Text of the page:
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Players upset about playing in rain
After only 10 games had been played across three courts at the rain-blighted US Open, the players returned to the locker room and then three of them — Rafael Nadal, Andy Murray and Andy Roddick — were soon heading to make their views known to tournament referee Brian Earley.
As they emerged, Nadal said: "We do not feel protected. You have to care for the health of the players. The rain never really stopped. We cannot accept these things."
Murray insisted that the back of the Grandstand Court, where he was playing Donald Young, was still wet when they went on court. Roddick said simply, "If the condition of the court is up for discussion, then it is not fit for play."
It is easy to sympathize with the members of the tournament committee who are battling hopeless odds with the weather and are under enormous pressure from both the public and TV interests to get some tennis played. Nadal said he understood this and insisted, "I try my best always," but that as a professional he could not risk injury.
For anyone not familiar with the pace and physicality of modern professional tennis, it would be easy to mock these players. But the fact is a slippery court — and, more pertinently, a slippery line — can cause a heavily muscled athlete severe damage.
It is does not take much to tweak a hamstring or go over on an ankle. And although the top 10 do not have to worry about the financial consequences, that is not true of the lesser-ranked players who do not earn nearly as much as their counterparts in golf.
And there is one, huge difference here between tennis and most other high profile professional sports, such as baseball, basketball or soccer. If a tennis player can't play, he or she doesn't get paid. Players do not have contracts that guarantee them an income whether they are fit, selected or dropped. Injury means a massive loss of earnings. It is a factor that cannot be ignored.
It is interesting to note that Nadal is vice president of the ATP Player Council — Roger Federer is president — and this is the body which recommends changes in rules or playing conditions to the six-man ATP Board. However, tennis politics being what they are, the four Grand Slams, of which the US Open is one, are not ATP tournaments. They come under the umbrella of the Grand Slam committee which is affiliated with the International Tennis Federation. As a result of a separate issue, many top ATP umpires have elected not to work at Flushing Meadows this year, highlighting the schism that exists in the game.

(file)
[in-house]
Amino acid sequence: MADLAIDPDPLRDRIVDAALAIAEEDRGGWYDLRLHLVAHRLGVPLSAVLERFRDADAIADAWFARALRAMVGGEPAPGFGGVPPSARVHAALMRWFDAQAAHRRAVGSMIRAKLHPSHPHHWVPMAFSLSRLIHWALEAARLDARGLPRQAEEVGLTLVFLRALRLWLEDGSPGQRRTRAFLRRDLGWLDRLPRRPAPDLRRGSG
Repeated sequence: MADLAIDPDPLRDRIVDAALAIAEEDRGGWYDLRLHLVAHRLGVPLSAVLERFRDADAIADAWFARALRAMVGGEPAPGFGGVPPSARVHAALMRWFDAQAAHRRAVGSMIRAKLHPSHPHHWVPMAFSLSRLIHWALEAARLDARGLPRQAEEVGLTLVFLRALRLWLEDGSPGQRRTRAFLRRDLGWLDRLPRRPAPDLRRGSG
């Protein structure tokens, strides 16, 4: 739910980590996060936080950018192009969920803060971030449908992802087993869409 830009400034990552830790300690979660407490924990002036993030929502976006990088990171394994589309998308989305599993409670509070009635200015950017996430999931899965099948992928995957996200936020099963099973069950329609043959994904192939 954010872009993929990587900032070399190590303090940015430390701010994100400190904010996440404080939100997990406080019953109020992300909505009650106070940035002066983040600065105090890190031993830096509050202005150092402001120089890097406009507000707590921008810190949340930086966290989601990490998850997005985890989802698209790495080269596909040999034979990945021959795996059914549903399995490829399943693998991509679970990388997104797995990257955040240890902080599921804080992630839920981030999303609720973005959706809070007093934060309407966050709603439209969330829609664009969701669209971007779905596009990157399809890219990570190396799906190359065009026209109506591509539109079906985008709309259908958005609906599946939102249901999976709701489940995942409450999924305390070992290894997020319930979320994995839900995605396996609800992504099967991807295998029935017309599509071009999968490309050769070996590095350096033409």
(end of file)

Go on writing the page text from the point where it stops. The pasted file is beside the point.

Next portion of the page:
The ATP does have officials here who, generally work closely and harmoniously with the US Open staff, but Nadal appeared to be suggesting that his association was not having a vociferous enough voice in how matters directly affecting the players' welfare were being handled. A couple of ATP Board members have been on site each day, but they would not normally get involved in the decisions that caused so much grief today. I have not seen Adam Helfant, the ATP CEO, who is leaving at the end of the year. But then he has never been a particularly visible leader.
Darren Cahill, who is becoming one of the most respected voices in the game, was quick to pick up on Nadal's remarks.
"Nadal seemed to be blaming the ATP," Cahill said. "It's a fact that there has been no very visible leadership from the ATP over the last few years. I think it is very important that whoever they appoint next has to be a strong leader."
The original Association of Tennis Professionals was formed in a tent at Forest Hills during the 1972 US Open.
Jack Kramer was appointed CEO, and Cliff Drysdale was elected the first president. A boycott of Wimbledon followed in 1973, after which the power of the ITF was diminished to a certain extent. But the players were still not happy and, in 1989, under the leadership of Hamilton Jordan, the famous parking-lot press conference was held outside the main gate here at Flushing Meadows to announce the formation of a new ATP Tour which created a partnership between the ATP tournament directors and the players. In effect, that killed off any idea of having a pure players' union — hence the subject rearing its controversial head again today.
After their brief, and hotly disputed period on court, the three matches stood as follows: Nadal was 0-3 down against Gilles Muller, having arriving on court late and appearing to be distracted; Roddick was 3-1 up against David Ferrer; and Murray was 1-2 on serve with Young after the American had saved a break point in the third game.
And the forecast was not good.